Trans-Siberian Orchestra at Arena, 12/30/11

Trans-Siberian Orchestra Arena Friday, December 30, 2011

See also:

Our complete Trans-Siberian Orchestra slideshow.

Trans-Siberian Orchestra is a lot like Christmas itself: The pretty lights are a good distraction from how over-the-top and annoying it can be. Both have some classy elements and are good for family fun, but after a couple hours, New Year's can't come soon enough.

That's not to say Trans-Siberian Orchestra didn't put on a good show. The band had an impressive production that could give the Pink Floyd experience a run for its money. TSO is notorious for its light show for good reason: Arena was filled with as many lasers as a typical electronica show, at least during the heavy songs anyway.

TSO's other claim to fame is its broad appeal. Its largest fanbase is obviously the Christmas demographic, and you can't fault them for it, it's what the group does best. Last night also attracted a few closet metalheads that timidly threw up the horns every so often, but when you're sitting in a sea of stagnant fans, it's hard to get really into the music without looking like a jackass.

Maybe I've been to too many quote unquote rock shows, but TSO could have benefited from that sort of jackassery. The show's highlights were tons of fun: Lasers, fire, fog machines, dancers, and guys that looked like Fabio. I appreciate both hard rock and classical music, and seeing them fused together was great. After all, what better way to get 'youngins interested in Beethoven than pairing the Fifth Symphony with distorted guitars and fireballs?

TSO's performance was an ensemble of various talents. Prog rock versions of holiday classics like "Carol of the Bells" were sprinkled amongst solo performances of a female singer with enough vocal range to shatter a glass and a narrator that looked and sounded like James Earl Jones. This fella told a story of a young girl summoning an angel to earth after making a wish on a neon sign in an old city bar, for lack of stars in the sky. It's the classic Christmas tale: Peace on earth, be kind to your fellow man, yada, yada, yada.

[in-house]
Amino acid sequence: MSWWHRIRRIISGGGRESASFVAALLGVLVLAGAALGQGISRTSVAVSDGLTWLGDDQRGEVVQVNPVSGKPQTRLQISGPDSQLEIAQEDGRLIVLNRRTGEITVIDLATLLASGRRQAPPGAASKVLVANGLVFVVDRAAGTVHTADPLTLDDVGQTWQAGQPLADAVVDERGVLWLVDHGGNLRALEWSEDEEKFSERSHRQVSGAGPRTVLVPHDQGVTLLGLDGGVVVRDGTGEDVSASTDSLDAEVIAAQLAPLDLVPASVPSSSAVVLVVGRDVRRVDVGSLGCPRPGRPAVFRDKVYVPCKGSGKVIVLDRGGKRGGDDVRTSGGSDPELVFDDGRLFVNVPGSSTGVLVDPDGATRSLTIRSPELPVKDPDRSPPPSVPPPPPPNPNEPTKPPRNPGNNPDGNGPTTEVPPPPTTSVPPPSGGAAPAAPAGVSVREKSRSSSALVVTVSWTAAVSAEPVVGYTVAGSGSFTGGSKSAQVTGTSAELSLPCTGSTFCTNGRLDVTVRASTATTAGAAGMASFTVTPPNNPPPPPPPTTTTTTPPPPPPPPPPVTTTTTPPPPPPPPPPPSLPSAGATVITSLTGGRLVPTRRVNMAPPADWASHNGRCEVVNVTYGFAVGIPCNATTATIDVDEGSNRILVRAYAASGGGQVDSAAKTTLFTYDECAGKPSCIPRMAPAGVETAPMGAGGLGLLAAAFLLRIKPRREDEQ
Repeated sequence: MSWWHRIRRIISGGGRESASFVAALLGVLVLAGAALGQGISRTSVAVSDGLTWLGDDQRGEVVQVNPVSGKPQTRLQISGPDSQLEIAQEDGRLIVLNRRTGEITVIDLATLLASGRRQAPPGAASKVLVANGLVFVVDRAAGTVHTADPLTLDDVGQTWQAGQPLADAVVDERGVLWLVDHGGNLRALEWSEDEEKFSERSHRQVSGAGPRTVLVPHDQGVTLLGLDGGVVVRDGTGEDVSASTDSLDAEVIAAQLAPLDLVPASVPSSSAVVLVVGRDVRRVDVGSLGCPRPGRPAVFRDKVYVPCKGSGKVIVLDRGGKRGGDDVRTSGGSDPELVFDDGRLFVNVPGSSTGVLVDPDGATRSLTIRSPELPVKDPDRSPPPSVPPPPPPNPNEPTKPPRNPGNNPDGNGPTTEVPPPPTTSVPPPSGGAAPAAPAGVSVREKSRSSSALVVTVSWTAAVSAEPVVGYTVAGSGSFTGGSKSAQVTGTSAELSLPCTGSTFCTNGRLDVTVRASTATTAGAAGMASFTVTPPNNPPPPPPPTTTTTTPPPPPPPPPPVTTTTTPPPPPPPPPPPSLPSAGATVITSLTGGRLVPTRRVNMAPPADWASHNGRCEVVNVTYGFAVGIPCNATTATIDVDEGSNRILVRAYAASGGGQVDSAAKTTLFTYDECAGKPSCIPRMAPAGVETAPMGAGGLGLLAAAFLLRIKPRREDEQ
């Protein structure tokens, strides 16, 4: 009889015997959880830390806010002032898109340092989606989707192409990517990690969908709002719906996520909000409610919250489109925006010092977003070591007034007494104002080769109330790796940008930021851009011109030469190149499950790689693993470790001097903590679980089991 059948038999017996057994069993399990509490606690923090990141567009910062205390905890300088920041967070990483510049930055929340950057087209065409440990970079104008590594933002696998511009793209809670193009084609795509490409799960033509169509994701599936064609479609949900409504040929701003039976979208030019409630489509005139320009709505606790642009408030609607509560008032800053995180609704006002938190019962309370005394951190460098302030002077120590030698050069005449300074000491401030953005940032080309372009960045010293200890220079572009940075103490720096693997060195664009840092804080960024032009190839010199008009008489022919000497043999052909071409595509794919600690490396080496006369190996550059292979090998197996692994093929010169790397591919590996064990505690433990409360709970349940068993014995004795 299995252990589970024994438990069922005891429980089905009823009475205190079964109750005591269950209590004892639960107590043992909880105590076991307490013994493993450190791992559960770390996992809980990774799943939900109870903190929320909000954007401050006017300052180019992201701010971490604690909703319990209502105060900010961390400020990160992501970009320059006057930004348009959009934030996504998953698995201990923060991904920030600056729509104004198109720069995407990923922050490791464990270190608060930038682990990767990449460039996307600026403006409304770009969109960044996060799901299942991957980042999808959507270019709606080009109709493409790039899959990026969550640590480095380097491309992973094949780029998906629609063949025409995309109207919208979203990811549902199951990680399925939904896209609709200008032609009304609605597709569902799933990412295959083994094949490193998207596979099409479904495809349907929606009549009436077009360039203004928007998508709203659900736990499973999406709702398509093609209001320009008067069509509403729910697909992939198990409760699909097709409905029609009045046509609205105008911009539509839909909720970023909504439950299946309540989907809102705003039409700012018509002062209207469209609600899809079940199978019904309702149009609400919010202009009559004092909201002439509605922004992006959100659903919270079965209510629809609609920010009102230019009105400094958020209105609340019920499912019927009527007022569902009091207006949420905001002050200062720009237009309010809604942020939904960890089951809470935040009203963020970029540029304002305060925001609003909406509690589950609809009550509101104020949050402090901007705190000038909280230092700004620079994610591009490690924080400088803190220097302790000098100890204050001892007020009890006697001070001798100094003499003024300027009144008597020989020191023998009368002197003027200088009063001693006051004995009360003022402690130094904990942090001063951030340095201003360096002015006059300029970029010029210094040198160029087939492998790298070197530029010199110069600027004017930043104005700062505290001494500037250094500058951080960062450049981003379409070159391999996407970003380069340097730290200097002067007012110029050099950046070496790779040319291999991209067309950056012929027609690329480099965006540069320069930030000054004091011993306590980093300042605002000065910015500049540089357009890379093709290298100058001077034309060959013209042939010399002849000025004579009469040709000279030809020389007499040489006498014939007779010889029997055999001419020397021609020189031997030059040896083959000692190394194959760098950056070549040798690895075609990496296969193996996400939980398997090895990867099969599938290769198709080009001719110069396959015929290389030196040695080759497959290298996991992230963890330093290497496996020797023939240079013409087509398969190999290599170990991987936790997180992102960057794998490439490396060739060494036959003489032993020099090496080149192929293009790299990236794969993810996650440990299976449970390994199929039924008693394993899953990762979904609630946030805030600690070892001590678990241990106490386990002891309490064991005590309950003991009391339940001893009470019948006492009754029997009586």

At first our humble narrator was entertaining, ushering in a starry night and a flurry of fake snow, but after awhile it wore thin, just like the homeless man's extended solo later on. It was a weird scene.

The first half of TSO's set combined Christmas and vague political commentary. I'm not sure what mixing videos of John F. Kennedy, Ronald Reagan, and Martin Luther King, Jr.'s famous speeches had to do with the performance, but it was interesting and weird, much like TSO's music.

The narrator briefly strayed from his Christmas tone to speak of people in Belfast, Burundi, Darfur, and Palestine killing in the name of the Lord and getting rewarded for bad deeds. He had an interesting point, until he talked about how the angel was moved by a lone cello playing Christmas music on the battlefield. Bring back the fire and lasers already!

After rocking versions of The Nutcracker Suite, the production took an ominous bad ass turn, displaying a large fanged snake opening and closing its mouth...oh, and there was fire once again. This seemed like the logical end to TSO's performance because it was pretty epic, but no, the lights faded out and yet another musician had a solo.

This happened three or four times until some guitarists and violinists climbed on a riser to perform above the crowd. The group returned to the stage, alongside the Glendale chapter of the Trans-Siberian Orchestra, to go out in a blaze of glory complete with colorful fireballs, fireworks, and of course, lasers.

Critic's Notebook: Last Night: Trans-Siberian Orchestra at Arena. Personal Bias: Love light shows, hate Christmas music. The Crowd: Very diverse: Old ladies, kids, a guy dressed as Santa, prog rock geeks. Overheard in the Crowd: "This sounds like Van Halen." Random Notebook Dump: While I'm that glad $1 from each ticket went to Florence Crittendon, I'm a little disappointed that less than 6,000 people were at the matinee show.

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